March 30 (UPI) – Hot weather can double or triple mortality from heart disease, according to study published Monday in the magazine circulation.
After examining death certificates in Kuwait, a country where high daytime temperatures are the norm, researchers found that the number of deaths from cardiovascular disease increased by more than 300 percent on days when the average temperature was 109 degrees Fahrenheit or higher.
Researchers believe that given the rise in global temperature, people living in the hottest regions of the world are at a particularly high risk of heat-related cardiovascular death.
“Although cardiologists and other doctors have rightly focused on traditional risk factors such as diet, blood pressure, and tobacco use, climate change can exacerbate the burden of cardiovascular mortality, especially in very hot regions of the world,” writes study co-author Barrack. Alahmad, a missionary from the University of Kuwait and a PhD in environmental health at Harvard University, said in a press release from the Chan School of Public Health in Boston.
The highest temperature on earth over the past 76 years, 129 degrees Fahrenheit, was recently recorded in Kuwait. The average ambient temperature there is 82.2 degrees Fahrenheit.
Extreme heat can cause fever. When this happens, the body tries to cool by displacing blood from organs to the skin. This shift causes the heart to pump more blood, exposing it to much more stress.
To see how this affects heart health, a team of cardiologists, environmental hygienists, and epidemiologists examined the relationship between temperature and more than 15,000 deaths associated with cardiovascular disease in Kuwait.
All death certificates in the country from 2010 to 2016 that stated “any cardiovascular cause” for people 15 years of age or older were included in the analysis, which was funded by the US Environmental Protection Agency and the Kuwait Science Development Fund.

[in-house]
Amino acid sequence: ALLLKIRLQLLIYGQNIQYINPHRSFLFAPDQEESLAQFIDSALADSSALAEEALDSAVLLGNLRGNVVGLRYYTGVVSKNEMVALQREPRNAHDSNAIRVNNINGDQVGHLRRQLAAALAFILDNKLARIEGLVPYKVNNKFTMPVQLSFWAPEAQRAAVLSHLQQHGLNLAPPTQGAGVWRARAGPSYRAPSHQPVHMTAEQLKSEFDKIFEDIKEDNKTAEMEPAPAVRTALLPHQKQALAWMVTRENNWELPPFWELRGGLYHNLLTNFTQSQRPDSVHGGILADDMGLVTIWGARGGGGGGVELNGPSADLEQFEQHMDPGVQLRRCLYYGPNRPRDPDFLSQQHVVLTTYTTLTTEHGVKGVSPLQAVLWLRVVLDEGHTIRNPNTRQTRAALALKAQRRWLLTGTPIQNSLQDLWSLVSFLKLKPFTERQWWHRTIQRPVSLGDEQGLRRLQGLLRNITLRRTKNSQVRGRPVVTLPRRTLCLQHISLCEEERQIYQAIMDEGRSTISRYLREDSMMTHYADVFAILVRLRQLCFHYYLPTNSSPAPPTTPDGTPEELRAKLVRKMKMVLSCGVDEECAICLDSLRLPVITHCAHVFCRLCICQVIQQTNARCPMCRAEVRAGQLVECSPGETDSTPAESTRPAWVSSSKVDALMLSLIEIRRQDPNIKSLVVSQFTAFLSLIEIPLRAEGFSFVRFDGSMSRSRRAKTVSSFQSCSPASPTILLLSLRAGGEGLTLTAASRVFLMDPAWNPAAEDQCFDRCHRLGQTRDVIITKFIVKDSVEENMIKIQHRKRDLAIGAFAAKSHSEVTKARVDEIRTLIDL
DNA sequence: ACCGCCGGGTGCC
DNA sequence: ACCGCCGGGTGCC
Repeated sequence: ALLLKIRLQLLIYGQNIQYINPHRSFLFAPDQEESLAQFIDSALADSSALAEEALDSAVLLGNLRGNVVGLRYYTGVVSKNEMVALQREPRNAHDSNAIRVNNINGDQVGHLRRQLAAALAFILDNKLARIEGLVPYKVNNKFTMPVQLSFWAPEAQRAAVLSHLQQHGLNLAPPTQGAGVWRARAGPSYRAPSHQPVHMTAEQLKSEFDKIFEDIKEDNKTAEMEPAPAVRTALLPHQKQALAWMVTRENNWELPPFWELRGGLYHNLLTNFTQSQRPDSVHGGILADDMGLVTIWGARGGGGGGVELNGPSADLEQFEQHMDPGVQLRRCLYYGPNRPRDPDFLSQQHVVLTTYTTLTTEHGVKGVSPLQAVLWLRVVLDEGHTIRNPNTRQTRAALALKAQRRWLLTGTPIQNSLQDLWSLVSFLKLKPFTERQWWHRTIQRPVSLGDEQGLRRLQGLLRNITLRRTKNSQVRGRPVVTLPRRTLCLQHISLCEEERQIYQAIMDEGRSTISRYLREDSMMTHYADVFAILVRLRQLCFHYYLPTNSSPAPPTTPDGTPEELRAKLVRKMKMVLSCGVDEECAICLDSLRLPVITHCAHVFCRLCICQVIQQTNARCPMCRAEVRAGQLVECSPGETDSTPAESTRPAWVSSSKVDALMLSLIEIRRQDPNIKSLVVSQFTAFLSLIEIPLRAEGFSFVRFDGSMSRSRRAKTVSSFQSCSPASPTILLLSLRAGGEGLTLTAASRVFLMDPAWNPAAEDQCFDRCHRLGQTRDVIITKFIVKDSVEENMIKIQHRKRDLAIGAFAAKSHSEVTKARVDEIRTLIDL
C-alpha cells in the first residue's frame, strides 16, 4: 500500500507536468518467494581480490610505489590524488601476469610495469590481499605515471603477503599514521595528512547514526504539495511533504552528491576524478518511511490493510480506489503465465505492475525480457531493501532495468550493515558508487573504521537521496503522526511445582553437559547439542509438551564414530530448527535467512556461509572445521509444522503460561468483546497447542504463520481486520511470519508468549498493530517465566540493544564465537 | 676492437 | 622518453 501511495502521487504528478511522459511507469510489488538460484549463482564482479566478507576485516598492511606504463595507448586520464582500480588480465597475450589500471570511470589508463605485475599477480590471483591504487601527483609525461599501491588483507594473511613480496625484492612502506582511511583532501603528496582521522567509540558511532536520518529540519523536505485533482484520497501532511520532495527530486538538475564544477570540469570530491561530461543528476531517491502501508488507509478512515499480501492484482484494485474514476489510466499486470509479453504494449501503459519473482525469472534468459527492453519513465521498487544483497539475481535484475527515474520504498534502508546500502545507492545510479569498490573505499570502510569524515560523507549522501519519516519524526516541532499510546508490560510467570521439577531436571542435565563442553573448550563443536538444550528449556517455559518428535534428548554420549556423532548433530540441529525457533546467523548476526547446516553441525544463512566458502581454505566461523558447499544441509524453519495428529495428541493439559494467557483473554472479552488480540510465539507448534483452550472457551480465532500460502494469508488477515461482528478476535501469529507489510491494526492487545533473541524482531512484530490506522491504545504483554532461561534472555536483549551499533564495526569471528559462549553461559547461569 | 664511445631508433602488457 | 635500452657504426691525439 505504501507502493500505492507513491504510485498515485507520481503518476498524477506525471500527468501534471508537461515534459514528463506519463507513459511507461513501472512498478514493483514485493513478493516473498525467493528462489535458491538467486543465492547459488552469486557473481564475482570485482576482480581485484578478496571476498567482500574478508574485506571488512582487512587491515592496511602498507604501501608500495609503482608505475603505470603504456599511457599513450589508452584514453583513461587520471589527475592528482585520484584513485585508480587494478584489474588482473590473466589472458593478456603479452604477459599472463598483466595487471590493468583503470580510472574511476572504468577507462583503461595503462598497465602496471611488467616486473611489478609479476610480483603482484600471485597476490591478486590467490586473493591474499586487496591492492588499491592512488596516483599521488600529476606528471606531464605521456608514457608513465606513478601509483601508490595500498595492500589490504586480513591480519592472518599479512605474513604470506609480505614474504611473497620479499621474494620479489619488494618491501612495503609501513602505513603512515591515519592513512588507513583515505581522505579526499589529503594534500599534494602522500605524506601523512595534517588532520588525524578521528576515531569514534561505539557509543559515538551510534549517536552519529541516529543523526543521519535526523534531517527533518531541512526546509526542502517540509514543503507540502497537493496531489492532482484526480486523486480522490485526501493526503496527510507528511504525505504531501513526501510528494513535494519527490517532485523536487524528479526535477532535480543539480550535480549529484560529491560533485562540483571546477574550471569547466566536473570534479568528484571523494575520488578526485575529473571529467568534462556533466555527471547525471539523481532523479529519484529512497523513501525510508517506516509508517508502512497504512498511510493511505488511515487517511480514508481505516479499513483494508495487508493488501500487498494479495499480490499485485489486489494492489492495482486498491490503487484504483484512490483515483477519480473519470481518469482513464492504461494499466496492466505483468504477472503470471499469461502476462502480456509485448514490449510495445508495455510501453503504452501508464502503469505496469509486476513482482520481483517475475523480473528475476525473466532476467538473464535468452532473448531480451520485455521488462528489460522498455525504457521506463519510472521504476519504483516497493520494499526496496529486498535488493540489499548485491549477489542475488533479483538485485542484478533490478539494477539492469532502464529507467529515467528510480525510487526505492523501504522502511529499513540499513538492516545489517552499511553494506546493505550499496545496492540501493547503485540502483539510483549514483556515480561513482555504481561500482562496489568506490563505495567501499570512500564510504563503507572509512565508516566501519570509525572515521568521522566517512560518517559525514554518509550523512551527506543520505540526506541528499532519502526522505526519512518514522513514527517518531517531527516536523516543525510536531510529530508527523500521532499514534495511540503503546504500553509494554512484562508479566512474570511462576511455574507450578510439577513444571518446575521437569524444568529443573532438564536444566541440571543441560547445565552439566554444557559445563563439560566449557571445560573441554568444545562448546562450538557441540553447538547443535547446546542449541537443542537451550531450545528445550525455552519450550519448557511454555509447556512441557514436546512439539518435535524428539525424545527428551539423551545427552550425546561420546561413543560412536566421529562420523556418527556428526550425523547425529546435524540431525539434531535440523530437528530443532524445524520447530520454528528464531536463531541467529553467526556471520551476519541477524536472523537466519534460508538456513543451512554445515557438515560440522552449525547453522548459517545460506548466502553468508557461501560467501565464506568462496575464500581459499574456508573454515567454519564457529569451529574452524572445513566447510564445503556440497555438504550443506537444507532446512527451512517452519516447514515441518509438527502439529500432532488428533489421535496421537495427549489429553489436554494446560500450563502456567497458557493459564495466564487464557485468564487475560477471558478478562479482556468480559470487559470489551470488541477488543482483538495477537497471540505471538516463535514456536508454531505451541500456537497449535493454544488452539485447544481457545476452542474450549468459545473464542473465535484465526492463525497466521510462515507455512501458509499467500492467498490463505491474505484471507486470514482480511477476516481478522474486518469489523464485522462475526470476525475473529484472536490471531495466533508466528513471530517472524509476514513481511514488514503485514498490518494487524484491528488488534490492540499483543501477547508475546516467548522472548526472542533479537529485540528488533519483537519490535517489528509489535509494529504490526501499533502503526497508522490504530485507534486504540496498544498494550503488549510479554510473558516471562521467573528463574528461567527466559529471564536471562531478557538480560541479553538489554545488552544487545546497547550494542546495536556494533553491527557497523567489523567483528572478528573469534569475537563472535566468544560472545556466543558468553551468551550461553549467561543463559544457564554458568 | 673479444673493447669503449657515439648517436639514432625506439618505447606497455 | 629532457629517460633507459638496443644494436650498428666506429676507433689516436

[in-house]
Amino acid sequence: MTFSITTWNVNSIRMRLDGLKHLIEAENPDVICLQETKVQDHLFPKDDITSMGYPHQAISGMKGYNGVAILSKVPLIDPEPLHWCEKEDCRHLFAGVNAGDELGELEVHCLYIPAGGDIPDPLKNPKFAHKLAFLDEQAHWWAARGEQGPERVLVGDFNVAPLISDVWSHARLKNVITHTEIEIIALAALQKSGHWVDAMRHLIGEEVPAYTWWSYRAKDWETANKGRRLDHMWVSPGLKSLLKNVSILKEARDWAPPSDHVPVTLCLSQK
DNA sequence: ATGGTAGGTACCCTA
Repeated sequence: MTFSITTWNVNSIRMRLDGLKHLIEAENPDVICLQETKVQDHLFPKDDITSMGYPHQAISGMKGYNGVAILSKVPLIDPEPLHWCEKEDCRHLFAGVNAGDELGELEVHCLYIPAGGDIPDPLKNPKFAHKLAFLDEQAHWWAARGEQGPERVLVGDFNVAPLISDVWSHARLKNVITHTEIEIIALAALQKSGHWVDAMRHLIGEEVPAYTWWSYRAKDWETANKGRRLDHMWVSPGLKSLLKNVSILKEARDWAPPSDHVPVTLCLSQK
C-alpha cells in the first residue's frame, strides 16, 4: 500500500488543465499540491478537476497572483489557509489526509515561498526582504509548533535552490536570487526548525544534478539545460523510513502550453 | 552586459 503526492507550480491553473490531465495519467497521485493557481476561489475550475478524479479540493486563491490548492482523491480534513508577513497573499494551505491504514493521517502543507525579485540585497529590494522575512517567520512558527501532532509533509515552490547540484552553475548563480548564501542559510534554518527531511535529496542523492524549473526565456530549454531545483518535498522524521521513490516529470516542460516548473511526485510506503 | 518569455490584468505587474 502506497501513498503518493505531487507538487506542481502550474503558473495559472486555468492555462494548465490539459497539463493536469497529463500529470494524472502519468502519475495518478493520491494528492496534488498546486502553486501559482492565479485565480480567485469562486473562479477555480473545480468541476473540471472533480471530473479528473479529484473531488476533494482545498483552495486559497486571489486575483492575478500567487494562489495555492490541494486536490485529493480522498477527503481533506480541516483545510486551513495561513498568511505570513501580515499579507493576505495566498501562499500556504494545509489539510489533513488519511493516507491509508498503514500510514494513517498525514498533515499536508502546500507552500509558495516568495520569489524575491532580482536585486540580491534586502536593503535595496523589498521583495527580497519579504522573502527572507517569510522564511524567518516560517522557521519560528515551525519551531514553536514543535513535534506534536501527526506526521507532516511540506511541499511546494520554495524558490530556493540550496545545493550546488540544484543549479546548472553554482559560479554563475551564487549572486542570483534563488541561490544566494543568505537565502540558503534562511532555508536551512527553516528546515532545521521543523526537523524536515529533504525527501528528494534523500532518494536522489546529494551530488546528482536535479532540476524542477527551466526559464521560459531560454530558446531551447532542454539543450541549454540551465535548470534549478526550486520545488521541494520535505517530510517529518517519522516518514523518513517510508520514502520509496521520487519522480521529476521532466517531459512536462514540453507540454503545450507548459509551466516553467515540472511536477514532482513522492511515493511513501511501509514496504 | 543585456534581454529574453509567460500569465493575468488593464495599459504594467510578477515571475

Compared to the days with the lowest mortality temperature – around 94.5 degrees Fahrenheit – when the 24-hour average temperature was 109 degrees Fahrenheit or higher, the researchers found that the risk of dying from any cardiovascular cause was three times higher for the general population. Most often, men suffered from extreme temperatures, while mortality was 3.5 times higher, while mortality among women was almost 2.5 times higher.
In adolescents of working age and adults aged 15 to 64 years, mortality on extremely hot days was 3.8 times higher, and mortality was slightly more than two times higher among people aged 65 years and older.
“The warming of our planet is unevenly distributed. In regions that are hot by their nature, for example, in Kuwait and on the Arabian Peninsula, a sharp increase in temperature is observed, as never before. We sound the alarm that the population in this part of the world may be at increased risk. ” death from cardiovascular causes due to the heat, "Alahmad said." Although we cannot conclude from this analysis, men and people of working age could be at greater risk due to spending more time outdoors. "
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